Rifle, recovery centerpiece of '11Fort Days
By Jim Poole
Timothy Murphy--patriot, Indian fighter, protector of the Valley--is Schoharie County's hero of the American Revolution.
And now is his legendary double-barreled rifle is on display at the Old Stone Fort in Schoharie.
The rifle is a centerpiece of Stone Fort Days this Saturday and Sunday beginning at 10am each day.
"Outside of George Washington's silver-plated pistols, the Timothy Murphy rifle is probably the most well-known gun from the Revolution," said Museum Director Carle Kopecky.
Several people played roles in getting the gun to the Fort.
The rifle was long owned by Allen Burton of Gallupville, who died last year. George Wilber of Howes Cave, Mr. Burton's nephew, inherited the gun.
Enter Thom Boynton, a longtime friend of the Fort, who's loaned artifacts to the museum.
"Thom is very generous to the museum," Mr. Kopecky said. "He feels it's nice to have things in private collections but the public benefits more if it's on display."
Mr. Boynton visited Mr. Wilber to talk about the Murphy gun.
"He stopped by while we were having a lawn sale, and we struck up a conversation," Mr. Wilber said.
He and his wife, Rosemary, didn't need much convincing to loan the rifle to the Fort so the public could enjoy it.
"I just had it locked up in a safe," Mr. Wilber said. "We were happy to do it I think it's great."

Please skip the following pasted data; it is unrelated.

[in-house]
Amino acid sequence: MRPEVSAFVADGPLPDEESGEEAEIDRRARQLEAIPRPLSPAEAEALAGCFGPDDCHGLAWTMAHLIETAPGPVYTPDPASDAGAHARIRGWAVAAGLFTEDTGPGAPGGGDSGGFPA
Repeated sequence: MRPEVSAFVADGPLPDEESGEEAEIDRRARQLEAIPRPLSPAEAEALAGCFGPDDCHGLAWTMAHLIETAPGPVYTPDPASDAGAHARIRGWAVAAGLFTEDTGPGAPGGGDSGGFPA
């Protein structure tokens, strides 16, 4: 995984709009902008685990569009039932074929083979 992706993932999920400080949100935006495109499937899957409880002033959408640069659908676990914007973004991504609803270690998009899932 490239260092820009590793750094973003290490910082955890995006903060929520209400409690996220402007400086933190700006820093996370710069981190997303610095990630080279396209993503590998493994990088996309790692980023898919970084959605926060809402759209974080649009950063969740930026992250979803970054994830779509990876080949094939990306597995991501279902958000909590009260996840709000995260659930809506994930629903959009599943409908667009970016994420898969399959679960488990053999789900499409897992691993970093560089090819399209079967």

Any antique with a reputed history needs proof--provenance--that it's the real deal.
The Murphy rifle has compelling provenance.
"My uncle traveled around, talked to a lot of gun collectors and tracked it down," Mr. Wilber said, adding that he believed Mr. Burton found the rifle in Pennsylvania.
Mr. Burton also had a page from a ledger of gunsmith Isaac Worly of Easton, Pennsylvania.
A February 19, 1776 entry reads, "A Rifle Made for Timothy Murphy a two-barrel Rifle-with both barrels Rifled only one made."
Worly's name is stamped on one of the rifle barrels.
The price was 20 English pounds, between $3,000 and $5,000 today, Mr. Kopecky said.
The ledger page, at the Old Stone Fort, is sealed in glass.
Finally, Mr. Kopecky said an 1880s drawing of the rifle matches this one, including the detailed inlaid brass on the stock.
"With the ledger, the drawing, personally, I'm 90 percent sure this is it," Mr. Kopecky said.
The .40 caliber rifle is an over-under double barrel with one hammer. After firing the first barrel, the shooter releases a lever that allows him to turn the barrels so the second loaded one lines up with the hammer.
Sometime after 1820, it was converted from flintlock to percussion.
Among other deeds, Murphy is famous for shooting British General Simon Fraser at Saratoga in 1777. a turning point in the battle.
While it's tempting to believe this is the rifle that fired the shot, Mr. Kopecky suspects not.
The barrels are relatively short, and the barrel connection is a little loose, making the long-range shot that killed Frasier extremely difficult.
Mr. Kopecky believes that Murphy borrowed a single-shot rifle from his friend, David Ellerson, also in Daniel Morgan's Rifle Corps.
"Murphy was the best shot in the company but Ellerson had the best rifle," Mr. Kopecky said. "I think he borrowed Ellerson's gun."
Nonetheless, the Murphy rifle is a key piece of Schoharie County history.
"It's been a fascinating local legend for 200 years,' Mr. Kopecky said. "Now it's here."
Mr. Wilber agreed.
"It kind of gives you goose bumps," he said.